Ameritrade's New Focus

Under new CEO Joe Moglia, the discount broker is r

Yet another discount brokerage house is heating up the competition for the well-to-do by shifting its client focus and donning new products and services.

Ameritrade announced last month that it's revitalizing a staid, 26-year-old structure by consolidating into two distinct business units--Private Client and Institutional Client divisions. Omaha-based Ameritrade is also building a management team of high-caliber executives from the investment business, starting with the recent hire of its new CEO Joe Moglia, a former exec from Merrill Lynch's private client division.

Ameritrade is facing the dilemma that is plaguing all online brokers these days: How to tough it out until the bull returns. Like many of its competitors, topsy-turvy markets and weak trading volumes have rocked Ameritrade. Sluggish online trades forced the discount broker to lay off 230 full-time and 120 part-time employees earlier this year. But Ameritrade is also grappling with the problem of how to offer more value-added services to attract and retain maturing clients with heftier pocketbooks.

In a bid to bounce back after tough times and capture a portion of America's growing wealth clientele, Ameritrade is relying on its reputation as a low-cost provider and technology leader. It is probably best known for its $8 trades through Ameritrade Brokerage. The new business model and beefed-up management team are designed to help the discount broker create better efficiencies and synergies between divisions.

Advisors may think a discount brokerage house like Ameritrade is the least of their worries in the area of competition; after all, it's not Charles Schwab. But Dennis Gallant, senior consultant with the Boston-based Cerulli Associates, says as more brokers like Ameritrade turn their eyes toward advice and guidance, "it means the competition is picking up." He doubts that RIAs will lose clients to discount brokers and trading firms like Ameritrade, but "competition is going to be stiffer and the independent sector should make sure their practice is running as efficiently as possible because down the road the competition may cut into their profit margins." Adds Gallant: "In the future, it may cost advisors more and take them longer to build a client base because the clients will have more options and there may have to be more education being provided to differentiate yourself."

Gallant says as discount brokerage firms enhance their technology offerings to RIAs, small advisors face the threat of being squeezed out. "As more and more competitors are offering advice and guidance, they are also adding technology services to support these efforts, and this puts competitive pressures on the providers to the RIAs--the service agents, TD Waterhouses--to spend more money on technology," he says. "As their margins get thinner because they start spending more on technology to make their services more efficient and competitive, you may find service agents focusing their efforts on servicing higher-end RIAs than on lower-end ones to cover their cost of technology and services."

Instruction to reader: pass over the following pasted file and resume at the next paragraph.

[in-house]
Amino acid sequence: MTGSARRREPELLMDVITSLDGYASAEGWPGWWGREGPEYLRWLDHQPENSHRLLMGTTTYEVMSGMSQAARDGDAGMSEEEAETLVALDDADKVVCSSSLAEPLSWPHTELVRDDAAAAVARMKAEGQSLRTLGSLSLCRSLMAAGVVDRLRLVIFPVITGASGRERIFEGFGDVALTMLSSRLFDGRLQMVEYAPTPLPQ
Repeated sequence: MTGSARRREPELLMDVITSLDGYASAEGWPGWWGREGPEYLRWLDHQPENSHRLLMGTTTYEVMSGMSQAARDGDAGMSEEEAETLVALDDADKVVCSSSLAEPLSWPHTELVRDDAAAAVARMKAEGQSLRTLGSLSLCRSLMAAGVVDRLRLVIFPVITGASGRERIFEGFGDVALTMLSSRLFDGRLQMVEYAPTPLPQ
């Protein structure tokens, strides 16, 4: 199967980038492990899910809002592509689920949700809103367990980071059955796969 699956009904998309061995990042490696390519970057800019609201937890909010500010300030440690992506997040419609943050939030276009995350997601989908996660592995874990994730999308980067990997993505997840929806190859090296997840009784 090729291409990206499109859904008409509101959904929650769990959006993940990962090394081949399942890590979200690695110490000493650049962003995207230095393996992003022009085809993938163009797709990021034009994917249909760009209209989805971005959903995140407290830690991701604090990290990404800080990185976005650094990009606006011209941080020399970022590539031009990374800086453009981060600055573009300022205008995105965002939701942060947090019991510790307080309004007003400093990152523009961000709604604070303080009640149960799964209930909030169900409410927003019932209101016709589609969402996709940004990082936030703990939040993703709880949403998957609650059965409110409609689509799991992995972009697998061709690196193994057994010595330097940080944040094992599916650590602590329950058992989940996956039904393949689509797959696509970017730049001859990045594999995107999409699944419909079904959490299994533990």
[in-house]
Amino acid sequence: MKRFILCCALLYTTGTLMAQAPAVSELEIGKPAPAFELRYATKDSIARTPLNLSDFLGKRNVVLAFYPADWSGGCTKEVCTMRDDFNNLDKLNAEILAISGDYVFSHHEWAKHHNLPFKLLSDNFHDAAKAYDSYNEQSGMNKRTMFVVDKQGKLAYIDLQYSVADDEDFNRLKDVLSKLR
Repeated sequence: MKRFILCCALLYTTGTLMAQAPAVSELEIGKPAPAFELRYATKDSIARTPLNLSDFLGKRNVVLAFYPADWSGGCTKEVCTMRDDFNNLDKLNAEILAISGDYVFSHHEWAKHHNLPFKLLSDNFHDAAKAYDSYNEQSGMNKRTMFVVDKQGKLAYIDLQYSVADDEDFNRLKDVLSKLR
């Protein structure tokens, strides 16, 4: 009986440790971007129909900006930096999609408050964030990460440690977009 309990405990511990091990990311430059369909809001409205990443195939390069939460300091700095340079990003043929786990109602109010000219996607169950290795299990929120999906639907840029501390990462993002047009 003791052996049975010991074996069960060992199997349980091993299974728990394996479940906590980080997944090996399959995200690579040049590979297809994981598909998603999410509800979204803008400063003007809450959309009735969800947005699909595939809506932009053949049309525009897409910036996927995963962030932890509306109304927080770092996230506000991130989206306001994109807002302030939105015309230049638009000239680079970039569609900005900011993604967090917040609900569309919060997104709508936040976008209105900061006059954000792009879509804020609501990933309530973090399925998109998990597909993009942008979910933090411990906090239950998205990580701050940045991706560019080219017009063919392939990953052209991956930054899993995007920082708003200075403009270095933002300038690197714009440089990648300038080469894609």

Ameritrade's Private Client division is being lead by Ameritrade veteran Pete Ricketts. Vince Passione, former CEO of OnMoney.com, an account aggregation Web site and Ameritrade subsidiary, will head the Institutional Client unit. I chatted by phone recently with Passione and Mike Anderson, general manager of Ameritrade RIA Services (formerly Ameritrade Institutional Services), to get the skinny on what they have planned for the advisor market.

Passione says Ameritrade is set to help advisors with $10 million to $100 million in client assets address two of their biggest competitive issues: costly technology and the ability to leverage technology without isolating clients. "The small [advisor] is running lean and mean, and [Ameritrade's goal is] to provide them with services that are competitive," Anderson says. "We are the low-cost, bare-bones provider today." Passione believes Ameritrade has created a solution to both of those technology-related problems with its OnMoney Advisor portal, which was launched in July. The portal is an extension of OnMoney.com's consumer site. It allows advisors to set up a personalized Web site carrying their planning firm's moniker. In addition to account aggregation, the site lets advisors stay in touch with their clients through weekly newsletters and daily alerts on portfolio, mutual fund, and stock performance. And clients can also set up a bill payment service.